[Python-ideas] New syntax for 'dynamic' attribute access
jcarlson at uci.edu
Sun Feb 11 11:39:16 CET 2007
Ben North <ben at redfrontdoor.org> wrote:
> Josiah Carlson:
> > My only concern with your propsed change is your draft
> > implementation. [...]
> > Specifically, your changes to ceval.c and the compiler may have been
> > easier to implement, but it may negatively affect general Python
> > performance. Have you run a recent pystone before and after the changes?
> I hadn't done so, no, but have now tried some tests. In fact, there is
> some evidence of a slight negative effect on the general performance.
> On my laptop, repeated pystone runs with 100,000 loops are quite
> variable but there might be a performance penalty of around 1% with the
> new code. I'm a bit puzzled by this because of course the new opcodes
> are never invoked in the pystone code --- does a switch statement become
> slower the more cases there are? (I tried grouping the cases with the
> new opcodes all together at the end of the switch, but the noisiness of
> the pystone results was such that I couldn't tell whether this helped.)
> Or is it just that the core bytecode-interpretation loop is bigger so
> has worse processor cache performance?
There have been a few examples where nontrivial blocks of code inserted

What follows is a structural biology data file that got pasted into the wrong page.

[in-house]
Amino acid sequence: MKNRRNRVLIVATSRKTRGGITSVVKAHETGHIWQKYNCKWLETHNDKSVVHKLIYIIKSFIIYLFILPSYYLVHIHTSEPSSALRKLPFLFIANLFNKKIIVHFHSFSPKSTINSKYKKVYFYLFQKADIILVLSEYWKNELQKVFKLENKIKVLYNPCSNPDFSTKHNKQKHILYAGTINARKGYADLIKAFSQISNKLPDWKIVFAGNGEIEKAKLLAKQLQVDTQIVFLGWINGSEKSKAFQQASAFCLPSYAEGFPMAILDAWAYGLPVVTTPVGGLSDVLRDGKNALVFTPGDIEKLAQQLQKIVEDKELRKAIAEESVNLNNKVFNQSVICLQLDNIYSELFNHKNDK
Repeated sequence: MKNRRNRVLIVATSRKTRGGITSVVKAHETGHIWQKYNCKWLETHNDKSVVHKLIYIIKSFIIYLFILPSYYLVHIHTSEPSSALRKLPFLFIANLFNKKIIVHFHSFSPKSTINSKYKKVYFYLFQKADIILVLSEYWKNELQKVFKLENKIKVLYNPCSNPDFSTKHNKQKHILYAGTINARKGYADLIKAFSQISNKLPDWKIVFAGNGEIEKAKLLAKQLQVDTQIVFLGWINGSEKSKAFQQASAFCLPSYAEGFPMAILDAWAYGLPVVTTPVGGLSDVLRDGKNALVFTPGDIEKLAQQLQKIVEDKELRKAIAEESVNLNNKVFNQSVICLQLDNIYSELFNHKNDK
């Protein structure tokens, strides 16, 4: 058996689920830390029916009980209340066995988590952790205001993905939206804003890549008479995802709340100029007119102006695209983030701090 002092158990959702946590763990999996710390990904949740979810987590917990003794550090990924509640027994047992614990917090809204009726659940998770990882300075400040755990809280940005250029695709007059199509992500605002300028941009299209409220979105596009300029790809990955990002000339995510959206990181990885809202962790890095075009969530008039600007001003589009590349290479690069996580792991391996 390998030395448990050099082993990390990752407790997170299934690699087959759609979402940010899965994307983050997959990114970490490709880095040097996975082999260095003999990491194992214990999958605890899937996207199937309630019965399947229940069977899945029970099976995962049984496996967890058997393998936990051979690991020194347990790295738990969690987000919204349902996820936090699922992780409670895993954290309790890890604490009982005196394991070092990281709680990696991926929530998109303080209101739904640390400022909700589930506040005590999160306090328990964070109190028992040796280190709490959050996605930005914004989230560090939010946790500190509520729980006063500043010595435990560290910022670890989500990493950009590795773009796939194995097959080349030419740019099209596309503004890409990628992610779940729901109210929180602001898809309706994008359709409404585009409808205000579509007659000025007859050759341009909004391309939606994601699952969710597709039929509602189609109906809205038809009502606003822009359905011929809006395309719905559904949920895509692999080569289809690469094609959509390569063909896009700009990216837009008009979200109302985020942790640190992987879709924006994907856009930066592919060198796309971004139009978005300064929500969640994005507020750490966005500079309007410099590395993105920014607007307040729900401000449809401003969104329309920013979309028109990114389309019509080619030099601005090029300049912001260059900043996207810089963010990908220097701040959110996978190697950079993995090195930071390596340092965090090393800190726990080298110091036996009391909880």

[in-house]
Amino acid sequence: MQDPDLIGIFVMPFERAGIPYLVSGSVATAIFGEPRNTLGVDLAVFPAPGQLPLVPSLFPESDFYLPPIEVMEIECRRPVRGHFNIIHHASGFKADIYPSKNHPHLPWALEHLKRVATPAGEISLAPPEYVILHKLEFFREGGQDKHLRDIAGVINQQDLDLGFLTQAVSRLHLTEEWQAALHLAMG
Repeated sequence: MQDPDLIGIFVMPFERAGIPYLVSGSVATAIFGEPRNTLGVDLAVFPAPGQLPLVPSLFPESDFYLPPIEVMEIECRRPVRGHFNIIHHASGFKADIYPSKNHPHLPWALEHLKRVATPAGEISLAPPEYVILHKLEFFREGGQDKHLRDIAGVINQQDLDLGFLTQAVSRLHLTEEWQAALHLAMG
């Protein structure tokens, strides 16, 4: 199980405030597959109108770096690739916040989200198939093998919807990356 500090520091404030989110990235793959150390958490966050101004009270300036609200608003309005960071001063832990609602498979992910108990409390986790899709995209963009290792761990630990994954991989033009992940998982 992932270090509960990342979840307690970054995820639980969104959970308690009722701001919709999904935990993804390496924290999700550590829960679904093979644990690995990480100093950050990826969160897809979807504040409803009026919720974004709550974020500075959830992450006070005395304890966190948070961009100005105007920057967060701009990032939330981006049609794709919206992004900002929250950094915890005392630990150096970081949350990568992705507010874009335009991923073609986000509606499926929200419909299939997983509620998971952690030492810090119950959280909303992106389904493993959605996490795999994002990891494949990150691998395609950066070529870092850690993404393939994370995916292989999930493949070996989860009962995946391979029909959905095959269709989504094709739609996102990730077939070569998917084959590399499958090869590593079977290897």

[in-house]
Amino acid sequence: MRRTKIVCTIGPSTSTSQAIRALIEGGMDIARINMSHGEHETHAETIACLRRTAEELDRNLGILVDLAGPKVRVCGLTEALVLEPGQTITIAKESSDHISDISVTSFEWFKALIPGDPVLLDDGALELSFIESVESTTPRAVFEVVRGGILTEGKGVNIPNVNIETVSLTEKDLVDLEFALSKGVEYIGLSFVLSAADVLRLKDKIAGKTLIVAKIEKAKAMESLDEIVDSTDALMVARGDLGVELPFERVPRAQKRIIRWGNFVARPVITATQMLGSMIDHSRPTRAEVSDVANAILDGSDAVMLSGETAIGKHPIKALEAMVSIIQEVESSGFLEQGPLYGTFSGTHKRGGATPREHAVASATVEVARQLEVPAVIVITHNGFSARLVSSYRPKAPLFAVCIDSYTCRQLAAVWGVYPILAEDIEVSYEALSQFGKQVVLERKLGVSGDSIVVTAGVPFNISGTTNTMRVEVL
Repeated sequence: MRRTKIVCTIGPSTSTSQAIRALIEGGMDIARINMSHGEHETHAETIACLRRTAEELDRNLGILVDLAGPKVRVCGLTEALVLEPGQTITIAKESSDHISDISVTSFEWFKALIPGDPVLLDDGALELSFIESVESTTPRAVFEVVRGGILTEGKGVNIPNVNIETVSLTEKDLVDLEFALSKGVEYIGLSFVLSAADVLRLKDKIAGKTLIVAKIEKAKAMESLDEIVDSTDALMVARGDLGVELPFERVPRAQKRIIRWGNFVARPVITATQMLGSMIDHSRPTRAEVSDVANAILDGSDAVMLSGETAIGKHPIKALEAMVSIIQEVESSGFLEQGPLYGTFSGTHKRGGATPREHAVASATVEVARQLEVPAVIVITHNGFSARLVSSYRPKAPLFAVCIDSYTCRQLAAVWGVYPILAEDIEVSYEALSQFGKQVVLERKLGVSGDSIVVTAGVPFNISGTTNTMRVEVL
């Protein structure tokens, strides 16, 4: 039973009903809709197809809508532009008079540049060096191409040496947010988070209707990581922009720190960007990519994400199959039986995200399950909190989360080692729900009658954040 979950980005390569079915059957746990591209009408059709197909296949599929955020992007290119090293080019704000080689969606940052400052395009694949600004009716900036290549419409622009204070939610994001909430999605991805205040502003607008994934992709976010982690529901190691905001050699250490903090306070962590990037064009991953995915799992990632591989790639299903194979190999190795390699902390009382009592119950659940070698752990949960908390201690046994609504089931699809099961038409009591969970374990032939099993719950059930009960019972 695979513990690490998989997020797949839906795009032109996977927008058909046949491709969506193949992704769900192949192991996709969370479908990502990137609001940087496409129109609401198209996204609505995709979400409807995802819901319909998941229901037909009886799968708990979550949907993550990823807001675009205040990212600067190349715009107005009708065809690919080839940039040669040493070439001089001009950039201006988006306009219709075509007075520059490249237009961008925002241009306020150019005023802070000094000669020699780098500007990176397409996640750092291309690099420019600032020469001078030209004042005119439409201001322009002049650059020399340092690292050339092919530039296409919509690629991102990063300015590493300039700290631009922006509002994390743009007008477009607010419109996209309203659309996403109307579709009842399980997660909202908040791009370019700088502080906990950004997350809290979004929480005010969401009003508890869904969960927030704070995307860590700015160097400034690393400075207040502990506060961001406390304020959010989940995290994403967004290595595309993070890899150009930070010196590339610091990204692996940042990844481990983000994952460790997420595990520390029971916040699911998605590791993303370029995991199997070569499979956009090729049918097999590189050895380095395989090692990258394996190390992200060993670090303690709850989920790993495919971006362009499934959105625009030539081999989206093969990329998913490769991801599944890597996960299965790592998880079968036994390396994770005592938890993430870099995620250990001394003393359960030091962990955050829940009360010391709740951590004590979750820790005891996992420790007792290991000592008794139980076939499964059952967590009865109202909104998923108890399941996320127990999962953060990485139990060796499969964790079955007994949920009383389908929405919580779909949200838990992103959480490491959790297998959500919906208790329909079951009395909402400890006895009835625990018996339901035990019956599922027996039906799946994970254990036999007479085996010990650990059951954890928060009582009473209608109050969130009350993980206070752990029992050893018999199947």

into the mainloop of ceval.c slowed down Python. Indeed, it turns out
that Python fit into the processor cache *just right*, and with much
more, the cache was blown. Then again, 1% loss isn't really substantial,
I wouldn't worry too much.
Get a PEP number and talk to others in python-dev, put your patch up on
sourceforge so that people on other platforms can test it out (and
verify the 1% loss, if any), and if you are curious, then try out the
idea I offered up - which has the potential to slow down *all* attribute
lookups (though minimizes the source additions to the ceval.c mainloop).
> On the other hand, getting/setting dynamic attributes seems to be about
> 40--45% faster with the new syntax, probably because you avoid the
> lookup of 'getattr' and the overhead of the function call.
That speedup sounds reasonable.
> Anyway, I'll experiment with the other implementation suggestions made
> by Josiah, and in the meantime summarise the discussion so far to
> python-dev as suggested by Guido.
Great! I look forward to seeing this in Python 2.6 .
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